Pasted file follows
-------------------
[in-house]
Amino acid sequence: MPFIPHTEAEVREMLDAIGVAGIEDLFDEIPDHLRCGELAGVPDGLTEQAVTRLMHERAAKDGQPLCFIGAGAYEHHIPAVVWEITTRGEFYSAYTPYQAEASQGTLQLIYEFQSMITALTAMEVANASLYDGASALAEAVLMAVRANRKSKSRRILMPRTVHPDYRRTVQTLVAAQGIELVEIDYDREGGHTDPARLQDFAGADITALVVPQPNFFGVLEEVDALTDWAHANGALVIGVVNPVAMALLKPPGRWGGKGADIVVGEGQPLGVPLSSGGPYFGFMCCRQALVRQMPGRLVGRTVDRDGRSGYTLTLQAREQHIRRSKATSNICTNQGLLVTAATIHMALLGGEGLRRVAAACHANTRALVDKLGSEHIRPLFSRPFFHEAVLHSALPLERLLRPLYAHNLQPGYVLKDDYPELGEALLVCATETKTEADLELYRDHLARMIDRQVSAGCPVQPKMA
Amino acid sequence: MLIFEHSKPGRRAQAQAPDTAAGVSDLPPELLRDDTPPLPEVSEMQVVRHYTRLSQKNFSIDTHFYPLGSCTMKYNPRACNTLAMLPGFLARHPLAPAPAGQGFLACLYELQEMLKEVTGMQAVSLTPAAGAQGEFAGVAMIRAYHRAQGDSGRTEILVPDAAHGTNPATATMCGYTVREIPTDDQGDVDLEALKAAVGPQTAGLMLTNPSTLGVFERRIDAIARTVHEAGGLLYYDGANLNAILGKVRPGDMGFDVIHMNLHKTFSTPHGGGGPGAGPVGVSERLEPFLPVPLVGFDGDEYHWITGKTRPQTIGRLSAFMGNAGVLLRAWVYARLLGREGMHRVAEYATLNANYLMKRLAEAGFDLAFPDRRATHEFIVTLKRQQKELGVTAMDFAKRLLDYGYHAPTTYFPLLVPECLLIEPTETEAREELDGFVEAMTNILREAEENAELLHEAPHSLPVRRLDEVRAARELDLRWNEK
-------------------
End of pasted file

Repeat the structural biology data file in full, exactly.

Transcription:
[in-house]
Amino acid sequence: MPFIPHTEAEVREMLDAIGVAGIEDLFDEIPDHLRCGELAGVPDGLTEQAVTRLMHERAAKDGQPLCFIGAGAYEHHIPAVVWEITTRGEFYSAYTPYQAEASQGTLQLIYEFQSMITALTAMEVANASLYDGASALAEAVLMAVRANRKSKSRRILMPRTVHPDYRRTVQTLVAAQGIELVEIDYDREGGHTDPARLQDFAGADITALVVPQPNFFGVLEEVDALTDWAHANGALVIGVVNPVAMALLKPPGRWGGKGADIVVGEGQPLGVPLSSGGPYFGFMCCRQALVRQMPGRLVGRTVDRDGRSGYTLTLQAREQHIRRSKATSNICTNQGLLVTAATIHMALLGGEGLRRVAAACHANTRALVDKLGSEHIRPLFSRPFFHEAVLHSALPLERLLRPLYAHNLQPGYVLKDDYPELGEALLVCATETKTEADLELYRDHLARMIDRQVSAGCPVQPKMA
Amino acid sequence: MLIFEHSKPGRRAQAQAPDTAAGVSDLPPELLRDDTPPLPEVSEMQVVRHYTRLSQKNFSIDTHFYPLGSCTMKYNPRACNTLAMLPGFLARHPLAPAPAGQGFLACLYELQEMLKEVTGMQAVSLTPAAGAQGEFAGVAMIRAYHRAQGDSGRTEILVPDAAHGTNPATATMCGYTVREIPTDDQGDVDLEALKAAVGPQTAGLMLTNPSTLGVFERRIDAIARTVHEAGGLLYYDGANLNAILGKVRPGDMGFDVIHMNLHKTFSTPHGGGGPGAGPVGVSERLEPFLPVPLVGFDGDEYHWITGKTRPQTIGRLSAFMGNAGVLLRAWVYARLLGREGMHRVAEYATLNANYLMKRLAEAGFDLAFPDRRATHEFIVTLKRQQKELGVTAMDFAKRLLDYGYHAPTTYFPLLVPECLLIEPTETEAREELDGFVEAMTNILREAEENAELLHEAPHSLPVRRLDEVRAARELDLRWNEK